February 14, 2017

Shadow Run (Kaitan Chronicles #1) by @AdriAnneMS and @begemotike #FirstPageTuesday

This week we have one that is slated as Firefly meets Dune!  I know if you are like me you so can't wait to dive into this one! Well your going to have to wait until March 21 to hold it in your hand! But we hope you enjoy this first look! 

"Firefly" meets DUNE in this action-packed sci-fi adventure about a close-knit, found family of a crew navigating a galaxy of political intrigue and resource-driven power games.

Nev has just joined the crew of the starship Kaitan Heritage as the cargo loader. His captain, Qole, is the youngest-ever person to command her own ship, but she brooks no argument from her crew of orphans, fugitives, and con men. Nev can’t resist her, even if her ship is an antique. 

As for Nev, he’s a prince, in hiding on the ship. He believes Qole holds the key to changing galactic civilization, and when her cooperation proves difficult to obtain, Nev resolves to get her to his home planet by any means necessary. 

But before they know it, a rival royal family is after Qole too, and they’re more interested in stealing her abilities than in keeping her alive. 

Nev’s mission to manipulate Qole becomes one to save her, and to survive, she’ll have to trust her would-be kidnapper. He may be royalty, but Qole is discovering a deep reservoir of power—and stars have mercy on whoever tries to hurt her ship or her crew.

ADRIANNE STRICKLAND AND MICHAEL MILLER met in their hometown of Palmer, Alaska, where they agreed on books 99% of the time, and thus decided to write together. Michael grew up off the grid in a homestead in Alaska and ironically now works very much on the grid in IT and Web development. AdriAnne grew up in Nevada and now spends her summers as a commercial fisherwoman in Bristol Bay, Alaska, and the rest of her year writing. This is their first book together. You can find them on Twitter at @AdriAnneMS and @begemotike.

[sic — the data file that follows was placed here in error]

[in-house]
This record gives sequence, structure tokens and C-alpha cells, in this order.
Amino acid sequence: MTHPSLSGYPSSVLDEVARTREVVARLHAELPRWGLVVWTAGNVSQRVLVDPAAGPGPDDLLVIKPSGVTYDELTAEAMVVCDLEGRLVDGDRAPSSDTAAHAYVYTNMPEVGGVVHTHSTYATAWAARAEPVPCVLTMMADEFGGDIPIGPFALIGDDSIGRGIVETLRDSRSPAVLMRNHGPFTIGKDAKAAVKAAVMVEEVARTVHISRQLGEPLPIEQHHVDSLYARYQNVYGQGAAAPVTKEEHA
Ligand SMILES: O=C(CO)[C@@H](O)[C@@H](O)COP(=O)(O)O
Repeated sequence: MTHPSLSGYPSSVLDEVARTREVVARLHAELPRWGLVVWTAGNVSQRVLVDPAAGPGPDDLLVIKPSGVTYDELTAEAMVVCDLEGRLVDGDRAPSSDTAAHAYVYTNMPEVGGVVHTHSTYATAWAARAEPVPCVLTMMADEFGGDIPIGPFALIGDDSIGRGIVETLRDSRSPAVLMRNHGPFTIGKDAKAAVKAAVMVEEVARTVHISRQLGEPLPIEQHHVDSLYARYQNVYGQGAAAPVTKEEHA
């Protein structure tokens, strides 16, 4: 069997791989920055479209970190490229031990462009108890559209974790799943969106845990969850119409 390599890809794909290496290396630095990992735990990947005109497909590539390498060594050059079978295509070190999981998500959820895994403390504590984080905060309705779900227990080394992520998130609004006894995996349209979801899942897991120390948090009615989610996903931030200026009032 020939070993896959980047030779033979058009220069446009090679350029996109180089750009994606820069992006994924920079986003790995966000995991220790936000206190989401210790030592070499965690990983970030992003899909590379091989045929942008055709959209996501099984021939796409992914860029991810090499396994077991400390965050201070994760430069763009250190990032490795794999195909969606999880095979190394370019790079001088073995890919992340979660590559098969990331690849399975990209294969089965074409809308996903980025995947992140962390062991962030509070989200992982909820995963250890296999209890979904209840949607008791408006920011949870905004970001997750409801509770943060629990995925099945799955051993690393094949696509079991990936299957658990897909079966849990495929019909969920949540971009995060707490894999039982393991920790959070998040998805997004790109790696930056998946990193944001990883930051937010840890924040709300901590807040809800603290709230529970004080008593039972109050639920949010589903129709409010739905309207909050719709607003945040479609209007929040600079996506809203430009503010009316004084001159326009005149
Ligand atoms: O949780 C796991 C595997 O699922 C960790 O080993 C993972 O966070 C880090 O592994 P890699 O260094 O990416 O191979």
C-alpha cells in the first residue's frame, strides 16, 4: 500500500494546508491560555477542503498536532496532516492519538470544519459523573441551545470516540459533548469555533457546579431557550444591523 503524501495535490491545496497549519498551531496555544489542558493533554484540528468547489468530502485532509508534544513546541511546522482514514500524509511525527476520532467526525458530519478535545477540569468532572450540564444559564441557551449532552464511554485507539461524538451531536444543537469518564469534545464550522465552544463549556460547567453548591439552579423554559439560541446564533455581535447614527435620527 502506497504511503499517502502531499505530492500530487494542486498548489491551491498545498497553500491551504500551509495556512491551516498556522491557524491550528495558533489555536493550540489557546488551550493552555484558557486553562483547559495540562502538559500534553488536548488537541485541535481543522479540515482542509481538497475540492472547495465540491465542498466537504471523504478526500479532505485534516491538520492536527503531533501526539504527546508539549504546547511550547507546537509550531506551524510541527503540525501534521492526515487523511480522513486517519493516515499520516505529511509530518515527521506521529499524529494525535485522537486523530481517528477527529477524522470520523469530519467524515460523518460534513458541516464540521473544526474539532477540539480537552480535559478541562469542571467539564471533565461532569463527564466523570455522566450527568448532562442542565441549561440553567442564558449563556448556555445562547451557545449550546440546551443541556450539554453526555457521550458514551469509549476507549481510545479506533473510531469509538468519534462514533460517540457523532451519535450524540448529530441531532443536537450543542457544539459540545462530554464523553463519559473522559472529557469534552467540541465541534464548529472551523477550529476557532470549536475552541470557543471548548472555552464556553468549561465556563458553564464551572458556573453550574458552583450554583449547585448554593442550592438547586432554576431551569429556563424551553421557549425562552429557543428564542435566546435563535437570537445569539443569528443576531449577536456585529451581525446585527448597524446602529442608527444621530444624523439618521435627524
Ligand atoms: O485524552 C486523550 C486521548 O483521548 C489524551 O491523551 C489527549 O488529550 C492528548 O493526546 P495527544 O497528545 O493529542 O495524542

"All opinions are 100% honest and my own." 


The first time I heard the captain’s voice was over the ship’s comm: “Hold on, it’s going to be a rough run.”

She wasn’t wrong. The young man across from me, Arjan, grinned as I took a wide stance and braced myself against the g-forces of the good ship Kaitan Heritage hurtling out of orbit.

“I see you’ve flown before,” he said.

He knew I was a stranger to this business, so his acknowledgment was of the condescending sort. I hoped Arjan wouldn’t get in my way. Well, he was already in my way, literally blocking the stairs. He was around my age, nineteen, or maybe twenty-one at most, tall with black hair that fell to shoulders that were broader than even my own. In spite of his size, I would have happily tried to brush by him if I could have succeeded with minimal fuss.

We were alone in the cargo hold, a large space dominated by pallets of canisters and an industrial panel with a maglock that I guessed connected to the containment hold on the other side. High on one wall was a display showing a feed from outside the ship. Clouds streaked by, while the walls themselves were caked with old space scum built up over time from condensation and dirt.